Why “Surrender” in Bankruptcy Doesn’t Mean Surrender

10 Feb Why “Surrender” in Bankruptcy Doesn’t Mean Surrender

Surrender

In bankruptcy, some words don’t have their ordinary meanings. “Surrender” is one of these words.Many people who file bankruptcy surrender real estate or their car. They think that once they tell the Court, the Trustee and the creditor that the item is being surrendered they’re done with it. They’re not.

When property is surrendered in bankruptcy, it doesn’t mean that the creditor automatically becomes the owner. All that it means is that creditors who have liens on the property can exercise their state law rights with respect to the property. In non-legalese, this means that they can foreclose on or repossess the property as your state’s laws allow. It DOES NOT mean that they become the owner UNTIL they complete the state law requirements for becoming the owner.

In the case of real estate, this means that they must file, notice, and complete a foreclosure auction. In the case of a car, this means that they must follow state law procedures to allow it to repossess and sell the car.

Until this process is completed, you remain the owner–even if the house is vacant or the car is up on blocks or was given back to the bank. It means that if the mortgage company is taking its own sweet time in foreclosing, you’re still the owner. It means that if the car loan company doesn’t want the car, you’re still the owner. And remaining the owner has big implications.

In the case of a house, if there are HOA or condo fees, as the owner you are responsible for them–the bankruptcy only wipes out the fees that were duebefore your case was filed. If your HOA or condo or municipality requires you to keep the law mown, and you don’t, it can do it and charge you for it. If the property deteriorates, the municipality might condemn the property and could even tear it down as a safety hazard…and charge you for it. If someone slips on an icy walkway, as the owner, you’re responsible.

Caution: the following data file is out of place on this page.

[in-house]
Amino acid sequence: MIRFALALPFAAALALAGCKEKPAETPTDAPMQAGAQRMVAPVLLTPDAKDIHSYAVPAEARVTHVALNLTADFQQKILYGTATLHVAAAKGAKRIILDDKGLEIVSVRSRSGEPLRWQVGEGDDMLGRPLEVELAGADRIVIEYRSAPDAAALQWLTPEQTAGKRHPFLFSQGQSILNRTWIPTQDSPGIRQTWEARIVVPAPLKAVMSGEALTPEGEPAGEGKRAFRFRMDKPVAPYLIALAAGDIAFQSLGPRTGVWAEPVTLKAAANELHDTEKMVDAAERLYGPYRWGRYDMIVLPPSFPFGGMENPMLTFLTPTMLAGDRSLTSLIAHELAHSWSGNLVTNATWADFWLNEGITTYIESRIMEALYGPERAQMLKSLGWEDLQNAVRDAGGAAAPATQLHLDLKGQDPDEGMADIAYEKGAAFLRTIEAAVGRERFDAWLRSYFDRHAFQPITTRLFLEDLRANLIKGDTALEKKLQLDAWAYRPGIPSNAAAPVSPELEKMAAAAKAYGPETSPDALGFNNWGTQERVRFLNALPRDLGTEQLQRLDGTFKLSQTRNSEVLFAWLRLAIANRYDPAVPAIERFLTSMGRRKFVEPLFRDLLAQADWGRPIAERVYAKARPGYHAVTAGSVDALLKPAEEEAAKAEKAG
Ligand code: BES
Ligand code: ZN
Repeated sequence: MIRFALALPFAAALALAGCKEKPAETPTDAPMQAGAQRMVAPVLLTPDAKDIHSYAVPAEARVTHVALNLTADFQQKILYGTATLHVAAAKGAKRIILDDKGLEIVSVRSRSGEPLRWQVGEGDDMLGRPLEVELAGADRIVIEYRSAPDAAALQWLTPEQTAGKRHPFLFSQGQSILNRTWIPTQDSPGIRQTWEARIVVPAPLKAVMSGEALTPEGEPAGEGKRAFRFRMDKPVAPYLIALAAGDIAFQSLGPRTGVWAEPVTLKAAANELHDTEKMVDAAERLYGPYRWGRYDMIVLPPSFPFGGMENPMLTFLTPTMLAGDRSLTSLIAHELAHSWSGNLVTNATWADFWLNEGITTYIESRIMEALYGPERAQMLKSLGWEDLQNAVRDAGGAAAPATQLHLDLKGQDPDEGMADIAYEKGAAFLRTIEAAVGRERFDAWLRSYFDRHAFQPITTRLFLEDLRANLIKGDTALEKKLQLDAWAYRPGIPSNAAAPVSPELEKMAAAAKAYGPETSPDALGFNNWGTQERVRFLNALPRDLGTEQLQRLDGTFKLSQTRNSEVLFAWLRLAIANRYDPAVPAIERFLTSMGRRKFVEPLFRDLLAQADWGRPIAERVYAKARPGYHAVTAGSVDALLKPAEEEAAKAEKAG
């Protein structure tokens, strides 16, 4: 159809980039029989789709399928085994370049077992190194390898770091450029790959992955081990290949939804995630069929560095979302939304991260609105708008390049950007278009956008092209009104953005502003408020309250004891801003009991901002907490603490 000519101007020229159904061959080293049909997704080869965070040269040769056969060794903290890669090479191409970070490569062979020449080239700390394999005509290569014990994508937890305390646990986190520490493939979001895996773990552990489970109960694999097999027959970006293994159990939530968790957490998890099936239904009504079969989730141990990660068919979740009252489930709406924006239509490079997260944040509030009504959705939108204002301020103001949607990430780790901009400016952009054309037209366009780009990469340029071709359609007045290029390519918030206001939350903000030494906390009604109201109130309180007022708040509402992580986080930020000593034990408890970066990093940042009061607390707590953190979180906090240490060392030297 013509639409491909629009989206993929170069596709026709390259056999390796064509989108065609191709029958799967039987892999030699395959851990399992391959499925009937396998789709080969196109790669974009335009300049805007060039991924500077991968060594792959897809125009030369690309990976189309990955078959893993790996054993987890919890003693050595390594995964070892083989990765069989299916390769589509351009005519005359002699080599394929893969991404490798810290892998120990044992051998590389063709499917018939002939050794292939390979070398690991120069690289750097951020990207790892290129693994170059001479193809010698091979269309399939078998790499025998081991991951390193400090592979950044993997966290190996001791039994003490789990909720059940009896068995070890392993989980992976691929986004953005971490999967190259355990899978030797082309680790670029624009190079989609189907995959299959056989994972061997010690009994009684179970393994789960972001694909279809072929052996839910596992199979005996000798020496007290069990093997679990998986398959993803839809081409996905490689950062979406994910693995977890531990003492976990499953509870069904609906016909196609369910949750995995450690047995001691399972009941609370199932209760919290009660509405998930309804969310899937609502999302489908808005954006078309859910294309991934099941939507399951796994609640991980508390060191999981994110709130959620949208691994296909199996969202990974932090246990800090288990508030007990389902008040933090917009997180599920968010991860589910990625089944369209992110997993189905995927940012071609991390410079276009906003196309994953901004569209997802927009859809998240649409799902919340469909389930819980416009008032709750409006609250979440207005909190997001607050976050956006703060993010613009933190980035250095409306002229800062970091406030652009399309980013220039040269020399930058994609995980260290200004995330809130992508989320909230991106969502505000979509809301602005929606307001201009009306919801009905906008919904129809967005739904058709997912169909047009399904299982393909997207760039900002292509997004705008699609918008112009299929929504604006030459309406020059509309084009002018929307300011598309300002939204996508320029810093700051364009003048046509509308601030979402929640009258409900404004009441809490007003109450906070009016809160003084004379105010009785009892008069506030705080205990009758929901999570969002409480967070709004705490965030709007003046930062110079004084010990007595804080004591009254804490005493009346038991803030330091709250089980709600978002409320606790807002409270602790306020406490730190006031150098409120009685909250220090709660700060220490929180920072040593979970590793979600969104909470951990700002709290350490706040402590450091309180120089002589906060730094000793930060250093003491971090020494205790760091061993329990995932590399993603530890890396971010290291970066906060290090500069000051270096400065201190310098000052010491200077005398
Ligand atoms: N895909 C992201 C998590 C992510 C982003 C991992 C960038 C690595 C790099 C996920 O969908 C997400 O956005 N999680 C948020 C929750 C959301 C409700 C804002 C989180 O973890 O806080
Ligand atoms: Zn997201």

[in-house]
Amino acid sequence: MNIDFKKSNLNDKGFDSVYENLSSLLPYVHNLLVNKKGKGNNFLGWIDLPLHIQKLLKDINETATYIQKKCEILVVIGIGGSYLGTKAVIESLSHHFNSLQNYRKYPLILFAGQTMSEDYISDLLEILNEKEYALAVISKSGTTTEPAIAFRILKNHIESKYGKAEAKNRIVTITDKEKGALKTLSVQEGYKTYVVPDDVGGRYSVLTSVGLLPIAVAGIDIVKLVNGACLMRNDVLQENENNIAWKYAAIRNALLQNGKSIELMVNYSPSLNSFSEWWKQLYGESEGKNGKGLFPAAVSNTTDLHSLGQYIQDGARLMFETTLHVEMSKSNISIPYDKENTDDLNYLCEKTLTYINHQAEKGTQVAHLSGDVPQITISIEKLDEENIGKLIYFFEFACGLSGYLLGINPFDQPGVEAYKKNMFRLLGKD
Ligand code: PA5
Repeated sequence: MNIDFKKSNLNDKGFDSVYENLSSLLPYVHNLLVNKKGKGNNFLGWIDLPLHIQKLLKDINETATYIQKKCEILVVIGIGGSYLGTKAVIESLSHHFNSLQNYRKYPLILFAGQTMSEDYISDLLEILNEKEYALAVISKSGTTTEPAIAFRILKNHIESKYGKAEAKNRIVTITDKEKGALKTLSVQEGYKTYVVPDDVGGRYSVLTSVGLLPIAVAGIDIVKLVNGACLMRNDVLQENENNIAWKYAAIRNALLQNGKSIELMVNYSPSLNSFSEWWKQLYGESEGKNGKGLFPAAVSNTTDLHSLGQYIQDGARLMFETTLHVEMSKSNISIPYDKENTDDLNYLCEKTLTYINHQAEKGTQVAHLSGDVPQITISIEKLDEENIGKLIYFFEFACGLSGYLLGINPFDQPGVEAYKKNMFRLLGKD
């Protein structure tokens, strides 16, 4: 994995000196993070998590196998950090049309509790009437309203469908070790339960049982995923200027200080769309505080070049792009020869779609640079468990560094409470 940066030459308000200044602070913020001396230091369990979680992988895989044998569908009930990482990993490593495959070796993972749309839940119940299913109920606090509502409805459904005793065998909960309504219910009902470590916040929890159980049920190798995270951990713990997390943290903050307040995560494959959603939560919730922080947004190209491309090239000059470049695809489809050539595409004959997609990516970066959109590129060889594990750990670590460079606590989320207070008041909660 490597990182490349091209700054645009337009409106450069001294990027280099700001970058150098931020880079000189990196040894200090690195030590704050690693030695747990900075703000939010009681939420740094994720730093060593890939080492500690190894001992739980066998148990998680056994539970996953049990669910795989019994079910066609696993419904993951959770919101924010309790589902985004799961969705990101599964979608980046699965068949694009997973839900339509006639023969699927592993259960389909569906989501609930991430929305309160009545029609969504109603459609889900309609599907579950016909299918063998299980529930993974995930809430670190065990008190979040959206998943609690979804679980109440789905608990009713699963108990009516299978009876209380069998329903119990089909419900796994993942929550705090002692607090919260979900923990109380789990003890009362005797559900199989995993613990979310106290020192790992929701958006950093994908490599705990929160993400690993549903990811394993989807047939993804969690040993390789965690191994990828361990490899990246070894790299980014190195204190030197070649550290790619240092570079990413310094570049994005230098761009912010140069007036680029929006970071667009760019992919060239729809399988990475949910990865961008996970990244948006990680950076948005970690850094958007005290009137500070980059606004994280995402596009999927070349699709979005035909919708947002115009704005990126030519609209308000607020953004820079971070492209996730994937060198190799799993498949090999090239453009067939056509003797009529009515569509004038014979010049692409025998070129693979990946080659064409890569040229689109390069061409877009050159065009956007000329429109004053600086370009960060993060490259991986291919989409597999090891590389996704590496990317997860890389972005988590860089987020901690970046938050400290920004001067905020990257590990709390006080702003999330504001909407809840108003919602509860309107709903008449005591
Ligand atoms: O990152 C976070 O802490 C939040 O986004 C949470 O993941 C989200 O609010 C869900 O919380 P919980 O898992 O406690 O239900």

For these reasons, I recommend that you keep the property insured until it’s actually foreclosed upon. (The bank’s force place insurance protects the bank, not you.) I also usually recommend renting out the property for a low rent until the foreclosure occurs–just enough to pay the HOA or condo fees, keep it maintained, and pay the insurance.

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Brett Weiss, a senior partner at Chung & Press, LLC, represents people and businesses in all phases of bankruptcy. He has experience in complex individual Chapter 7, Chapter 11 and Chapter 13 bankruptcy cases, and in Chapter 11 small business restructuring and reorganization. Mr. Weiss lectures nationally on bankruptcy issues. He has testified before the Federal Bankruptcy Rules Committee, the Consumer Financial Protection Bureau, and has twice testified before Congress on bankruptcy and credit issues. Brett Weiss is the co-author of Chapter 11 for Individual Debtors, and has written Not Dead Yet: Bankruptcy After BAPCPA, for the Maryland Bar Journal, as well as hundreds of blogs for the Bankruptcy Law Network. With his law partner, he recorded a 13-hour basic bankruptcy training series, and leads intensive three-day Chapter 11 training boot camps. Mr. Weiss has received international media attention in connection with his work. He was interviewed by Barbara Walters on The View, has appeared on the Today Show, Good Morning America, ABC News with Peter Jennings, the Montel Williams Show, National Public Radio, AARP-TV, the BBC World Service, German state television, and numerous local radio and television programs, and been quoted in Money magazine, The Washington Post and The Baltimore Sun, among others. Brett Weiss is the Maryland State Chair for the National Association of Consumer Bankruptcy Attorneys, a founding member of the Bankruptcy Law Network, on the board of the Maryland State Bar Consumer Bankruptcy Council, and a member of the American Bankruptcy Institute, the Bankruptcy Bar Association of Maryland, and the Civil Justice Network. He has been recognized as a “Super Lawyer” every year since 2007 for Maryland and the District of Columbia, and in 2011 received the Distinguished Service Award from the National Association of Consumer Bankruptcy Attorneys for his work on behalf of consumers across the country. Mr. Weiss is admitted to practice before Maryland and District of Columbia federal and state courts, the United States Courts of Appeals for the DC, Fourth and Eighth Circuits, The United States Tax Court, and the Supreme Court of the United States, and has been practicing law since 1983.
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